Take a minute to think about how nice it would be to have a long weekend—every weekend, with a four day work week. Would one extra day off per week do you and your team some good?
The corporate world has been experimenting with this idea recently, and the results are generally positive, with employees reporting a better work-life balance and increased engagement on the days they are at work.
According to Business Insider, some big names in the corporate world have already tried this out, including Microsoft and Shake Shack.
At a recent ASCII Group summit in Boston, I spoke to a few managed service providers who said their workload and responsibility to maintain the security of dozens of organizations is causing undue stress on them and their employees.
Can your IT firm or department benefit from a lighter workload? Will you have enough time to accomplish everything in just four days?
Employee burnout is on the rise
In May, the World Health Organization included burnout in its 11th Revision of the International Classification of Diseases, calling it an “occupational phenomenon.”
The syndrome is caused by chronic workplace stress and is characterized by exhaustion, increased mental distance from your job and reduced professional efficacy.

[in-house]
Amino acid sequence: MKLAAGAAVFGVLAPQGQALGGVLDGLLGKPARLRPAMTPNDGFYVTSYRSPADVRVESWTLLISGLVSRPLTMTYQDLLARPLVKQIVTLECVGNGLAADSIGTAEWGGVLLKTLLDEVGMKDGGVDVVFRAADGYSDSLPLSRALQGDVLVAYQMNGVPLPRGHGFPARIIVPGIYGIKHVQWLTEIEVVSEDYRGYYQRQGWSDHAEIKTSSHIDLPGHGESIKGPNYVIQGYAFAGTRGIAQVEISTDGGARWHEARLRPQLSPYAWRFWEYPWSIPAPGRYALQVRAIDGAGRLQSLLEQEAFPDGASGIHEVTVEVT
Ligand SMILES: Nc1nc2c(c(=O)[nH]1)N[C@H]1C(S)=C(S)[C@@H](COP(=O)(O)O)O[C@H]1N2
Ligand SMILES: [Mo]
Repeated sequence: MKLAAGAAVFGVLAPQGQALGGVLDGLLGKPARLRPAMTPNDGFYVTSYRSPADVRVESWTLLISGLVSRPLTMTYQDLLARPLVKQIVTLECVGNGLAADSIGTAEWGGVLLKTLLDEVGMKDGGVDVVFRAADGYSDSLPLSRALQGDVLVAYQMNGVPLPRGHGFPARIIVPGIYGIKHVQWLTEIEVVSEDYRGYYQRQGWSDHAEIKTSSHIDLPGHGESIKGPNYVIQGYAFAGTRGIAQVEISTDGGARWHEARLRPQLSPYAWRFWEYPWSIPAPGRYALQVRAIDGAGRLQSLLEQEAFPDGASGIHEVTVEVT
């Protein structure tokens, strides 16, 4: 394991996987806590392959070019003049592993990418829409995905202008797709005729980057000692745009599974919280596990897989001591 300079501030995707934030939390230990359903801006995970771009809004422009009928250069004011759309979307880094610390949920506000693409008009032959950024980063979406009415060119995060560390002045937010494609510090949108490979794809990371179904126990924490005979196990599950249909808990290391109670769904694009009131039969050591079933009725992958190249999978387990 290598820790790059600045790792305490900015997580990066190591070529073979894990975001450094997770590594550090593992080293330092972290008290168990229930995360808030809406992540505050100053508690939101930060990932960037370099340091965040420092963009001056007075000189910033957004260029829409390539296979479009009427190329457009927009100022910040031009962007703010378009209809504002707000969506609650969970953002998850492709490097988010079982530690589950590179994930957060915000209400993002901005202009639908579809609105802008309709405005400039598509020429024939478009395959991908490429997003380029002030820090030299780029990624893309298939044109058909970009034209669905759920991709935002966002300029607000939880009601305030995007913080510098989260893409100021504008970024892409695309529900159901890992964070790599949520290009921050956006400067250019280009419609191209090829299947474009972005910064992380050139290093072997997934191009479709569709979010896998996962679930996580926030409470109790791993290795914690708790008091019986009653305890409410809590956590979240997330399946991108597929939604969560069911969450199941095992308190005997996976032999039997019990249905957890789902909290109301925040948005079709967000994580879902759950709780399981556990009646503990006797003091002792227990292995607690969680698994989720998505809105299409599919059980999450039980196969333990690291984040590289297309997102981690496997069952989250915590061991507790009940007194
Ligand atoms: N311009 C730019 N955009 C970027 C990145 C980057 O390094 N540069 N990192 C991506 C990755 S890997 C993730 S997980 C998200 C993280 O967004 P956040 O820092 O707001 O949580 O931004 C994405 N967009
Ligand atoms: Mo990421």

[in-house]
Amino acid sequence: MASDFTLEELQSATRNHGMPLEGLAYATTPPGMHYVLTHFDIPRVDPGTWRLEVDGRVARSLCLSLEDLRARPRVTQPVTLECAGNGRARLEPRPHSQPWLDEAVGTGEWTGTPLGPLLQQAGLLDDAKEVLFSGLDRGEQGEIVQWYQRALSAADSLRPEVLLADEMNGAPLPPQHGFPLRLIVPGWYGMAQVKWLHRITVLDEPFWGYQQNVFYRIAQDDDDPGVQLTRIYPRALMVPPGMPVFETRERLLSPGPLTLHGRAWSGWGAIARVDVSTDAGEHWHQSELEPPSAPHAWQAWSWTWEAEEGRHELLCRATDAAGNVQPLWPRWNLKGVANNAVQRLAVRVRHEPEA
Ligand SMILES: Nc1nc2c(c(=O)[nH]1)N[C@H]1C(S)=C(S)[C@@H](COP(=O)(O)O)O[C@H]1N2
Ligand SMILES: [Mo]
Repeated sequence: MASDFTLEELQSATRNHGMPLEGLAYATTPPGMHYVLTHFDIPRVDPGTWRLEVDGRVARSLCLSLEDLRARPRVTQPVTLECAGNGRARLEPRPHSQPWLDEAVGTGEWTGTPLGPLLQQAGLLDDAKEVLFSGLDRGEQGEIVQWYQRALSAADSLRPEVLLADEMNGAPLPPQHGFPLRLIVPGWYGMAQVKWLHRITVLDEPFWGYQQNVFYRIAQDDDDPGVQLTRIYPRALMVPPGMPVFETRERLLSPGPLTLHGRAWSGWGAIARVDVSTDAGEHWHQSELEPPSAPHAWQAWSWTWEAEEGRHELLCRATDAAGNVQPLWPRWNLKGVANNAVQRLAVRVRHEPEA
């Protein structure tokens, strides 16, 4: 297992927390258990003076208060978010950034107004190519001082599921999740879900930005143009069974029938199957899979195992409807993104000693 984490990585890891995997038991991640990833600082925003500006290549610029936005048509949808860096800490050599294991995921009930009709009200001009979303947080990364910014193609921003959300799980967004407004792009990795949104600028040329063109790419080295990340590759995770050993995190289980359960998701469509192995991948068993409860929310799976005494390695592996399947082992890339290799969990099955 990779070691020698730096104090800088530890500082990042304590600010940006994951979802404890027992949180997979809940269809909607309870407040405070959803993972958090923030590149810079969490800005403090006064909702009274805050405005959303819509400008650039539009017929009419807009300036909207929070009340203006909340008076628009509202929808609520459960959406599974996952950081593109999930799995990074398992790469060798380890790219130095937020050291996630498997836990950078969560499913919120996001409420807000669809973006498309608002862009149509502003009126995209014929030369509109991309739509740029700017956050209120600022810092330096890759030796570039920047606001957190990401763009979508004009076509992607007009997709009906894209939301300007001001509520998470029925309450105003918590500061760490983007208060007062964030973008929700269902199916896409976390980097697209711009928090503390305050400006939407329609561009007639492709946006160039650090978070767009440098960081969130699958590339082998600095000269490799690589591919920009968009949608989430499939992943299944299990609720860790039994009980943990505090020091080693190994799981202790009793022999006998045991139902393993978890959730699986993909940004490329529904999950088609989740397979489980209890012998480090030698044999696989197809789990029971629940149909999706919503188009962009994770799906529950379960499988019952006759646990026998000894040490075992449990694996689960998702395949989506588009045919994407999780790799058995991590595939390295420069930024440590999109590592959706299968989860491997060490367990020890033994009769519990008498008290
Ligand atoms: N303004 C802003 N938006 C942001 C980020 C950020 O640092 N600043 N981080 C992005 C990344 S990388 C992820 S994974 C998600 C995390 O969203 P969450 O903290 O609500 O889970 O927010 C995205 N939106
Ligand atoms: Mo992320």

According to a 2015 study in the Journal of Pharmacy & BioAllied Sciences, stress is very high in the IT field. A study of about 1,000 IT and BPO employees found:
- Around 56% had musculoskeletal symptoms
- 22% had newly diagnosed hypertension
- 10% had diabetes
- 36% had dyslipidemia
- 54% had depression, anxiety and insomnia
- 40% had obesity
Clearly, the IT industry could use some stress relief. Does a four day work week make sense for this field?
Can lower levels of stress help solve the workforce gap?
The IT industry—specifically cybersecurity firms—is struggling to recruit young talent, especially in the U.S.
According to the Center for Strategic & International Studies of IT decision makers across eight countries, 82% of employers report a shortage of cybersecurity skills. The U.S. faced a shortfall of nearly 314,000 cybersecurity workers as of last January.
According to CSIS, this is largely due to a lack of qualified IT professionals entering the workforce with a cybersecurity degree combined with soft skills like teamwork, leadership and communication.
Could switching to a four day work week help motivate new workers to improve those soft skills?
Younger generations value flexibility and a work-life balance
There’s an abundance of research that says Millennials—the largest demographic in the U.S. workforce today—want to be able to work from home or work remotely.
This can be accomplished with new technologies and software like Microsoft Teams or Slack. Can your IT firm function with employees working from home or remotely?
You should recognize what this current crop of IT workers look for in a potential employer and adapt to meet their needs. Maybe you can’t afford to let employees have an extra day off, but it should be incumbent upon every MSP to find ways to adapt to changing workforce trends if they want to be a landing spot for young talent.